Npcap 0.9987, released today, includes the above commit that may address this issue. Please let us know one way or the other so we know if we need to continue to investigate this issue.

@akontsevoy
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@akontsevoy akontsevoy commented Feb 7, 2020

Instructed one of our users to try the new version, will confirm one way or another.

@akontsevoy
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@akontsevoy akontsevoy commented Apr 6, 2020

Unfortunately, a deployment of version 0.9989 on one of the affected machines indicates that the problem still persists -- with roughly the same symptoms.

@dmiller-nmap
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@dmiller-nmap dmiller-nmap commented Apr 7, 2020

@akontsevoy Thanks for letting us know. I'll take another look.

@dmiller-nmap
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@dmiller-nmap dmiller-nmap commented Apr 7, 2020

Ok, here's an interesting thing: the processors listed appear to be Intel XEONs with 56 cores each. Npcap has some weirdness surrounding number of processors (#1967) that might explain the problem here:

The kernel capture buffer for an instance is split into g_NCpu segments, which is the return value from NdisSystemProcessorCount(). This function is documented on another page as only returning "the processor count for processor group 0." For the sake of argument, let's guess that the number is 56, meaning all the cores on processor 0. So Npcap will split the buffer into 56 segments, and whenever a thread is scheduled to deal with incoming packets, it will try to write to the segment corresponding to its processor number.

HOWEVER! In order to determine the processor number, Npcap uses KeGetCurrentProcessorNumberEx(), which returns the systemwide processor index of the current processor. So if the thread is scheduled on core 10 of processor 1, the index would be 55+10=65, which is greater than the number of segments the buffer is split into.

So why do we not see a BSoD due to buffer overrun? Well, each OPEN_INSTANCE has an array of 128 CpuPrivateData structures to keep track of position in the buffer segment and statistics. It is 0-initialized, including the Free counter. So when the thread grabs CpuPrivateData number 65, it's there and it claims that there is no space for the packet, so we record a drop (in a place that won't be checked) and signal the Read event to tell the application to clear out some space. But of course there's nothing that reading more packets will do to solve things as long as the thread remains scheduled on a core without a corresponding buffer segment. This is why you are likely seeing WAIT_OBJECT_0 but not getting any packets: a packet drop happened, but there weren't any new saved packets to clear out. So you can definitely reopen the handle in this case because it's a clear case that something went wrong.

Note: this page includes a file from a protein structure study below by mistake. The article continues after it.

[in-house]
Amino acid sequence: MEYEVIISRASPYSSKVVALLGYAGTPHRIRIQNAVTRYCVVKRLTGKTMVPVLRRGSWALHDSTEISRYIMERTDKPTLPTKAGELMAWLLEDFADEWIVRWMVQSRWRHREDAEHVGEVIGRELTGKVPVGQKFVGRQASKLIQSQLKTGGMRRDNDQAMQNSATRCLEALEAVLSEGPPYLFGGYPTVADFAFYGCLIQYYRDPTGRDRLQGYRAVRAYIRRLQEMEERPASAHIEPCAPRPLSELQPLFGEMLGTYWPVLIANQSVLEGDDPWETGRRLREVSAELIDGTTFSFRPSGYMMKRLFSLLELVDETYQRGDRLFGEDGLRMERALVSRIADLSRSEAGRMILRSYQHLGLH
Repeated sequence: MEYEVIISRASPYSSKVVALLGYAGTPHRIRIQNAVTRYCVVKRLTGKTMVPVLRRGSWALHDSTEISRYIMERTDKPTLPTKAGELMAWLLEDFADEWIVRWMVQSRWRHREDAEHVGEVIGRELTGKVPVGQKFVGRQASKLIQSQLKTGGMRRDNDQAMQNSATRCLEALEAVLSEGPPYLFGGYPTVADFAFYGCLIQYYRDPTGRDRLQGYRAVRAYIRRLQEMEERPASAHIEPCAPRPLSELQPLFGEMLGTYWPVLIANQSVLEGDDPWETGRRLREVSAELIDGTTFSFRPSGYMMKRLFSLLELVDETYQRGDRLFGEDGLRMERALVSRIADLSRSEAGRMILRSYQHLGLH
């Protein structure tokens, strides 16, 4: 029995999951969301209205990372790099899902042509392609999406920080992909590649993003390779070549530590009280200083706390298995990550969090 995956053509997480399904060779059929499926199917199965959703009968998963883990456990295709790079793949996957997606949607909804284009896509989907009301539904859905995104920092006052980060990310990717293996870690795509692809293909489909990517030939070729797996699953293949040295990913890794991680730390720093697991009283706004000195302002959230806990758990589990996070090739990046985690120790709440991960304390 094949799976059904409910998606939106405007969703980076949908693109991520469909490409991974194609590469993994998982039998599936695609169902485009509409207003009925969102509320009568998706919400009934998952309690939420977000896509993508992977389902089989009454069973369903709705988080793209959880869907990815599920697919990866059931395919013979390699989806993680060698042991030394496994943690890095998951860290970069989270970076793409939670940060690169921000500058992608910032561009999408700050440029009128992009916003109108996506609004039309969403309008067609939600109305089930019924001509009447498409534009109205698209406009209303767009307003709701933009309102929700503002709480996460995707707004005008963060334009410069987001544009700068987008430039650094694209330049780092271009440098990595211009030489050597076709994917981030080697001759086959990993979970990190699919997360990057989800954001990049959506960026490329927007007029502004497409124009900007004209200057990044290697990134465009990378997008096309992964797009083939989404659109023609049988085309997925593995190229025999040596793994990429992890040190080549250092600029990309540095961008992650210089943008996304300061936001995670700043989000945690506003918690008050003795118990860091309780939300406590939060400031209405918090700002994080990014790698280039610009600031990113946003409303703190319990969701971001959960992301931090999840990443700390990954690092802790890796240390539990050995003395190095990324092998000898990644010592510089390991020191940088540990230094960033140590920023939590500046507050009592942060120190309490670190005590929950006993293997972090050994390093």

Unfortunately, none of this explains why the ps_drop counter keeps increasing. The stats gathering routines only reference CpuPrivateData structures less than g_NCpu, so the count should only increase when there's a valid buffer for that thread. I'm still thinking about that one, and I don't see any bugs in the way the sequence numbers are written/read from the buffer.

@akontsevoy
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@akontsevoy akontsevoy commented Apr 8, 2020

@dmiller-nmap Yes, I thought too this issue might be related, but it doesn't appear to be. Here's the output of wmic.exe get cpu from an affected system:

AddressWidth  Architecture  AssetTag  Availability  Caption                               Characteristics  ConfigManagerErrorCode  ConfigManagerUserConfig  CpuStatus  CreationClassName  CurrentClockSpeed  CurrentVoltage  DataWidth  Description                           DeviceID  ErrorCleared  ErrorDescription  ExtClock  Family  InstallDate  L2CacheSize  L2CacheSpeed  L3CacheSize  L3CacheSpeed  LastErrorCode  Level  LoadPercentage  Manufacturer  MaxClockSpeed  Name                                       NumberOfCores  NumberOfEnabledCore  NumberOfLogicalProcessors  OtherFamilyDescription  PartNumber  PNPDeviceID  PowerManagementCapabilities  PowerManagementSupported  ProcessorId       ProcessorType  Revision  Role  SecondLevelAddressTranslationExtensions  SerialNumber  SocketDesignation  Status  StatusInfo  Stepping  SystemCreationClassName  SystemName  ThreadCount  UniqueId  UpgradeMethod  Version  VirtualizationFirmwareEnabled  VMMonitorModeExtensions  VoltageCaps